House passes bill that would limit EPA's uses of Clean Air Act

March 6, 2014

The House voted to pass a bill cosponsored by Sen. Joe Manchin (D-WV) and Rep. Ed Whitfield (R-KY) that would limit the U.S. Environmental Protection Agency’s ability to use the Clean Air Act to regulate carbon emissions from U.S. power plants. Members passed the Electricity Security and Affordability Act, H.R. 3826, in a mostly partisan 229-183 vote; 10 Democrats voted for passage.

The Whitfield-Manchin bill would repeal any greenhouse gas standards EPA develops for power plant emissions and would require congressional approval should it enact regulations targeting the country's existing power plants, Reuters reported.

It is a response to a proposed EPA rule Republicans say would require new coal-fired plants to achieve an emission standard that is virtually impossible using today's widely available technology. Whitfield said that means the rule will effectively ban new power plants.

"In January of next year, it is anticipated that they will finalize a rule from EPA that will make it impossible to build a new coal-powered plant in America," Whitfielld said during debate before the vote. "That is hard to believe that that can be the situation in our great country, particularly since 40 percent of our electricity comes from coal."

Whitfield added that the EPA has not responded to complaints about its proposed rule, which is why legislation is needed. He also stressed it would simply require emission standards to reflect available technology, The Hill reported.

The legislation also requires Congress to set an effective date for coming EPA rules relating to existing power plants. EPA chief Gina McCarthy has said the agency is on track to release a proposed rule on carbon emissions limits for existing plants by June.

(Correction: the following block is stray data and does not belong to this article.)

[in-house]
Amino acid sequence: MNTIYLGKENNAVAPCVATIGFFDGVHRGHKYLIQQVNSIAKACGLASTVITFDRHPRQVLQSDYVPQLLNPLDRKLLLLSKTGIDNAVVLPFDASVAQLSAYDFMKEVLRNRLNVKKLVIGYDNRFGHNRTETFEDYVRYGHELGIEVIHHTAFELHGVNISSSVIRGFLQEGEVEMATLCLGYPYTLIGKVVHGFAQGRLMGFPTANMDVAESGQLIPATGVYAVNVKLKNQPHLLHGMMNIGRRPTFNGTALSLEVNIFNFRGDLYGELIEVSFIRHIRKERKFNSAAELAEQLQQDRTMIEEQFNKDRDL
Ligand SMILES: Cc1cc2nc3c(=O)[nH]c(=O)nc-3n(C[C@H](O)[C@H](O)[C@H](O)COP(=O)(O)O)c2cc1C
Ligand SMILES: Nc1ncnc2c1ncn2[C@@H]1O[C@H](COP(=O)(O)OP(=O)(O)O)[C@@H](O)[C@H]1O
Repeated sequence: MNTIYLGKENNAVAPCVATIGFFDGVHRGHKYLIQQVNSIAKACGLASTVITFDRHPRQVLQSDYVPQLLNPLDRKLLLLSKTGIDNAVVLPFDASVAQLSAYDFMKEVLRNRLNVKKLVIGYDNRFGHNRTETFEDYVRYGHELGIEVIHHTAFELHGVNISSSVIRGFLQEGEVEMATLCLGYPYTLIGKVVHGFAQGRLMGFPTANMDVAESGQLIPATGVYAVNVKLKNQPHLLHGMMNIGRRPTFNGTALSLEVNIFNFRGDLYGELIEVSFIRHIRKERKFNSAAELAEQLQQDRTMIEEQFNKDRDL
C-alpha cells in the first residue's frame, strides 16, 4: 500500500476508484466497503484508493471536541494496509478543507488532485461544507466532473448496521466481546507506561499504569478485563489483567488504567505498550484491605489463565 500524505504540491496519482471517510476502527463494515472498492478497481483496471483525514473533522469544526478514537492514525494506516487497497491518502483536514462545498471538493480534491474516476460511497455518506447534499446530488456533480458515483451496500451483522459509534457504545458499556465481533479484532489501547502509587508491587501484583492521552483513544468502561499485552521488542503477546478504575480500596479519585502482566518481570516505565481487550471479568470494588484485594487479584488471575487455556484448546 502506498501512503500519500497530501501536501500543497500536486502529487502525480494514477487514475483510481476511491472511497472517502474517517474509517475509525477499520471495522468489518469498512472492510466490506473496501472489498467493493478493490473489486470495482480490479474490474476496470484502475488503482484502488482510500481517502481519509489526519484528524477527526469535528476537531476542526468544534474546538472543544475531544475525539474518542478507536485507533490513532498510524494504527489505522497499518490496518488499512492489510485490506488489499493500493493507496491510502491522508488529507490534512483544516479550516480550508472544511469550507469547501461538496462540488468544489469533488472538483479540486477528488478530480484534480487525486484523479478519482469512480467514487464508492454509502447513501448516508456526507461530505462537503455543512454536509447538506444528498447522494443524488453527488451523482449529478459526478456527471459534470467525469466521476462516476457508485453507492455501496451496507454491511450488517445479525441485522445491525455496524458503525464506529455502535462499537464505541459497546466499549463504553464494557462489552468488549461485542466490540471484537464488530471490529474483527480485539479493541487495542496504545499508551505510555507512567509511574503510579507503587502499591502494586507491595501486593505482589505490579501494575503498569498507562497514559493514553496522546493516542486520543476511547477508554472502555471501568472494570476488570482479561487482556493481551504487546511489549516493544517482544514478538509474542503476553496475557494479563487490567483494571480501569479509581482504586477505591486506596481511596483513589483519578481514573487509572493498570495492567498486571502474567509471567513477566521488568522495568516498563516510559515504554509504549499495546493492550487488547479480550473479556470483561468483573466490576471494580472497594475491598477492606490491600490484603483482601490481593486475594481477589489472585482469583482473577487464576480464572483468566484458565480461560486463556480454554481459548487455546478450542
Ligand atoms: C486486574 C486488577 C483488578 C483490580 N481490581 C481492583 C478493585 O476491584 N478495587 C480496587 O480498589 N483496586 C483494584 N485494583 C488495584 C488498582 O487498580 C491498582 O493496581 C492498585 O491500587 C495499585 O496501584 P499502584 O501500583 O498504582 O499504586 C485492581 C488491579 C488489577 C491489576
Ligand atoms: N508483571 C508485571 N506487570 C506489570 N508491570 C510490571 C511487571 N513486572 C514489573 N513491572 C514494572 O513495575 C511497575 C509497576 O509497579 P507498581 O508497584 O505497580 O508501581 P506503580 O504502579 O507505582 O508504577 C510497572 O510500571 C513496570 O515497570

Democrats attacked the bill as an attempt to undermine efforts to control carbon emissions from electricity plants, which are a major source of emissions. House Energy and Commerce Committee ranking member Henry Waxman (D-CA) accused Republicans of belonging to the Flat Earth Society and said the bill would prevent the U.S. from taking steps to reverse climate change.??

The EPA would require new coal-fired power plants to emit less than 1,100 pounds of carbon dioxide per megawatt hour (MWh), around the same rate as a plant using natural gas. The Whitfield-Manchin bill would set the standard around an average achieved over a one-year period by at least six of the most efficient coal units located at different commercial power plants around the country.

Manchin told Reuters that carbon capture technology that the EPA is calling for simply is not ready to be rolled out yet.

Manchin told Reuters that despite a series of conversations with EPA Administrator Gina McCarthy, the agency seems unwilling to bend on what he characterized as untenable standards that rely on technology that is not viable for capturing carbon emissions from power plants.

"The bottom line is: Show me something that works," Manchin said in an interview at West Virginia University in Morgantown during a conference on how states reliant on coal-generated power can meet future EPA standards.



Related article search: